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October 11, 2008

Social Networks Aids Crime

Attention CSI writers. Real life is stranger than fiction and the two following examples involving Criagslist prove this.

From Cnet just last week. Man robs Armoured truck and uses decoys dressed as himself recruited via Criagslist to be around the scene as he escapes. He escapes via an inner tube down the river! They may have been filming a new season of Prison Break :) Another link here with a video.

I love this story! Can you imagine pulling this off but not being able to tell anyone!

And this one from March 2008 where an ad announced the contents of a house were "free for all" as the owner had to leave suddenly. The owner returns early to find 30 people taking stuff from his house!

I love this too. It's like the ultimate prank and cost's nothing.

I remember when for Mission Impossible 3 they were running their Easter Egg hunt / ARG (info here) and one code was hidden on Craigslist. I posted an entry to my blog at the most obvious spot (but the wrong answer) and got heaps a traffic. It got taken down 2 days later. Not exactly at the same level of these guys but an example of how you can easily hijack a promotion running on social networks.

Are there other examples of this in which a social network has been used in a nefarious way? I was going to try and claim the term Crime 2.0 but it's already been used. Here's one blog which sums up what I'm thinking.

"I'm just waiting for reports of shrewd criminals that monitor Twitter, Jaiku or Facebook to see reports like "I'm going out of town for the weekend. Ciao" and use the information to break into some poor geek's house. It wouldn't take a genious, that's for sure."

So keep that in mind when you next tweet that the people following you might be doing so for the wrong reasons.

October 4, 2008

First, largest, most successful & viral

When writing a press release in the advertising industry its hard not to claim something using the following terms

"First, largest, oldest, most successful & viral"
and sometimes using more than one of these in the same release.

What I want to know is does everyone believe what they read or do they do as I do and call bullshit? If so why isn't there any fact checking being done? I've seen some claim to be the "most successful online campaign for XXXX" and agencies call themselves "largest XXXX XXXX agency" or "the first XXXXX agency in XXXXX".

Blatant use of the word viral is the easiest to put a stop too. If you are writing the press release before the campaign has been launched then describing it as viral is like calling it award winning before it's won any awards. Julian mentions this here and here.

I'll admit I've done it myself with both Bannerblog and Soap. Each time I knew it was bending the truth. But I'e made sure to put and end to it lately. I guess we work in an industry build on deception (read: BS) and there is no honour among thieves.

If you see a blatant exaggeration of the truth from an advertising agency please send it my way and we'll try and make this a regular fixture.

September 21, 2008

McCain Space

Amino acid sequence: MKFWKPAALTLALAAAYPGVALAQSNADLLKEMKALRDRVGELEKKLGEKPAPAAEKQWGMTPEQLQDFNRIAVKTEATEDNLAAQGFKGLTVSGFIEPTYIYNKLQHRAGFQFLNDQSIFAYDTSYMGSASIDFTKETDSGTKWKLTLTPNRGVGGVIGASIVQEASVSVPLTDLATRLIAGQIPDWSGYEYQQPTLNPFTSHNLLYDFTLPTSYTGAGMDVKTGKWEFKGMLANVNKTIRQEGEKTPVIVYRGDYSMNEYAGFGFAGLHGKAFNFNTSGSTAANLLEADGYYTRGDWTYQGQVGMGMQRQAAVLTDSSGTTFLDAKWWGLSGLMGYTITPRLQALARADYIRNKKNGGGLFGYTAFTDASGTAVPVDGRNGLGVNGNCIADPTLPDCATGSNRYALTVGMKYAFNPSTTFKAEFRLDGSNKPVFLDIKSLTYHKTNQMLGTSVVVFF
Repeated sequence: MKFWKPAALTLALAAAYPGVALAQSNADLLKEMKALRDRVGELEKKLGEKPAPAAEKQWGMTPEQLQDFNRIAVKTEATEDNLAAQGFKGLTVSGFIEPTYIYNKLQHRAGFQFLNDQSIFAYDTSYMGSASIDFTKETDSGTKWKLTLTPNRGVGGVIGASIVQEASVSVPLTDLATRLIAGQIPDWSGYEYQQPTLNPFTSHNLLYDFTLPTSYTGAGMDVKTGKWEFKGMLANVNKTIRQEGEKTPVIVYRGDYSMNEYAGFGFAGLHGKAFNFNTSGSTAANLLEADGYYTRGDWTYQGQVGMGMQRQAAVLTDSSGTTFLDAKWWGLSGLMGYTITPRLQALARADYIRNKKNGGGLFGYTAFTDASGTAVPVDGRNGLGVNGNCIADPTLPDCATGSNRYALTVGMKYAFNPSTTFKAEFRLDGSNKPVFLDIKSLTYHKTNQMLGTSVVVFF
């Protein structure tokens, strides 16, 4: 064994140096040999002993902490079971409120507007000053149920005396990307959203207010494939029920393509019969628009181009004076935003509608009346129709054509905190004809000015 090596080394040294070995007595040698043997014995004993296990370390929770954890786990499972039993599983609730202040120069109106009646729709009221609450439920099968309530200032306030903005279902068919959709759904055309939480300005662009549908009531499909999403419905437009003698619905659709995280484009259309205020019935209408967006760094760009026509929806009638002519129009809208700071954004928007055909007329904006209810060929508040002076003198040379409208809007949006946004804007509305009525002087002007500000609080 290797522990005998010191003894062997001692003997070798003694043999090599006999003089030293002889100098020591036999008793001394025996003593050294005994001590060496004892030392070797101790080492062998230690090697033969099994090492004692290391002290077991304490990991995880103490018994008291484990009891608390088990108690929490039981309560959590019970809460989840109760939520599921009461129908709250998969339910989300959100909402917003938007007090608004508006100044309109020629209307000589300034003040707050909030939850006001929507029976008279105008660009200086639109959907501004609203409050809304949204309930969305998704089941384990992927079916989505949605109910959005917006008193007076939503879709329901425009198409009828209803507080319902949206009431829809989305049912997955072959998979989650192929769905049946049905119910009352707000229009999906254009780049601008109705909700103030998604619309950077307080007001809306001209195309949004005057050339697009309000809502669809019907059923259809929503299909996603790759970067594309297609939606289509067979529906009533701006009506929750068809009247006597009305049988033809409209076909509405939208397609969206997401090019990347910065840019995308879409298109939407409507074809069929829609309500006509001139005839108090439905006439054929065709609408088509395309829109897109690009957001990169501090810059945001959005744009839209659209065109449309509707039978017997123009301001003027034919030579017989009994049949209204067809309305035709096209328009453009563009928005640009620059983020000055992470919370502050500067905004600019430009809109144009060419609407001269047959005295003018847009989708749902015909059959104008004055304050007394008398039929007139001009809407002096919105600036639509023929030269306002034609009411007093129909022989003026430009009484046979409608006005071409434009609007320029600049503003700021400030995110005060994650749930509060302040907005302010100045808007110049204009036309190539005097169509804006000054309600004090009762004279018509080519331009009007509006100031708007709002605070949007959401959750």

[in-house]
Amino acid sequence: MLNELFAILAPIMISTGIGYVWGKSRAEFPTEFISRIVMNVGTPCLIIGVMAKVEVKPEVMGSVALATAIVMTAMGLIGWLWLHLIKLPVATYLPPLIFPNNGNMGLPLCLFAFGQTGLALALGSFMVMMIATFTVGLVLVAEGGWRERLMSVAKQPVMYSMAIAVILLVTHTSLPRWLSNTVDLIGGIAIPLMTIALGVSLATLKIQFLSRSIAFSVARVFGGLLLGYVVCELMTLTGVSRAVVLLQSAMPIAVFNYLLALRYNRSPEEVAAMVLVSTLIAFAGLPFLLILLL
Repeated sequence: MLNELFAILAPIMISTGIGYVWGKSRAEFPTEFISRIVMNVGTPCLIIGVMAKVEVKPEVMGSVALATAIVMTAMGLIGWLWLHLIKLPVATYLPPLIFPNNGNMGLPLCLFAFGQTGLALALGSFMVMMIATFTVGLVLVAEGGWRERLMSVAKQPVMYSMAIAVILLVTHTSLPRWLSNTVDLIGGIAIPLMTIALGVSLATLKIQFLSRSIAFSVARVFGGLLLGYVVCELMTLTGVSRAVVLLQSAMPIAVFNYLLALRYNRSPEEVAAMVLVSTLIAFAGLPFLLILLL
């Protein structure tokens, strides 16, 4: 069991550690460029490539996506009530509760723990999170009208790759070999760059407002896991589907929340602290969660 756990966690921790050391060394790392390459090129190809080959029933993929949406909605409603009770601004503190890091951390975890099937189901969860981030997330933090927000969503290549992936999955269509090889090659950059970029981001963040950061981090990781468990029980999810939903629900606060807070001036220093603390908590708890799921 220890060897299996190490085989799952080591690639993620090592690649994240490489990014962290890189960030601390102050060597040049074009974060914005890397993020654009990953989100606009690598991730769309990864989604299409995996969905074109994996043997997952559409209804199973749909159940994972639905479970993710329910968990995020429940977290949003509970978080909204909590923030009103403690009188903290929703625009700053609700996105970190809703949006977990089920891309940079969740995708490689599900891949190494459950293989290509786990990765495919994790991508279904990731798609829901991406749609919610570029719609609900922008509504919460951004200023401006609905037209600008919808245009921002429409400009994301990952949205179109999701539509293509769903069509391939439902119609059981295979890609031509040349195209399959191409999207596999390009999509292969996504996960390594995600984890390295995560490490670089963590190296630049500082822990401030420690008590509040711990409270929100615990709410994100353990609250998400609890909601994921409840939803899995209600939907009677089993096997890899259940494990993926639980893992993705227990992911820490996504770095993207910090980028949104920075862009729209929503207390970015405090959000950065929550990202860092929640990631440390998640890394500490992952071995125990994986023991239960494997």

And I thought the election in Australia over did it with all the Facebook groups and Youtube channels

While I was in Brazil I asked if elections had been taken over by the web yet and it was a resounding no. No politics online yet. Are there any other examples of politics being bitten by the social media bug?

September 17, 2008

3M and corporate stealing of ideas


Here's a recent example of how trying to save a few thousand dollars ends in FAIL for the brand. What a simple problem to avoid.

Someone should be fired. I wonder if any agencies have paid the originators of ideas that they have appropriated.

I heard EA paid the creator of the original video that sparked the video response below. Good karma there. It shows you don't even need to be fast. The response was 12 months after the fact.

Cannes Twitter Article

Rather than actually write 500 words about "what it's like to be on the Cannes jury" I just edited my twitter feed down. I was a Twitter doubter but doing this at an event with significance seemed like a good use of the technology. It was a pain though. Every time we went anywhere I'd be on my phone looking down not interacting with people. It also cost me a bomb in SMS fees (damn international roaming).

You can read this article and the others on Campaign Brief's new digital version. Free until the end of the year.

Campaign Brief Article

I'll be following Cherp to see how an agency can just specilize in Twitter. Why not Facebook or Wikipedia?

This had me thinking of new guys on the block The Population.

Note: Claims of "firsts" are never fact checked when it comes to PR from advertising agencies, which is weird as an industry we're the ones most likely to bullshit.

You can read about the 4th Pure Social Media Marketing Agency to start in Australia and get insights from one of it's founders Julian Cole. The Population is backed by Photon so there's no shortage of good minds, clients and cash there.

This would be be similar to us at Soap spinning of an "advergaming agency" which we coudl probably attach a first to that aswell (well in Australia at least) but that would feel limiting. I guess Social Media Marketing is such a broad term and the Population will be mostly consulting and outsourcing any specific production required.

Does anyone else know of any nice marketing companies utilizing new technology or buzzwords as their business model?

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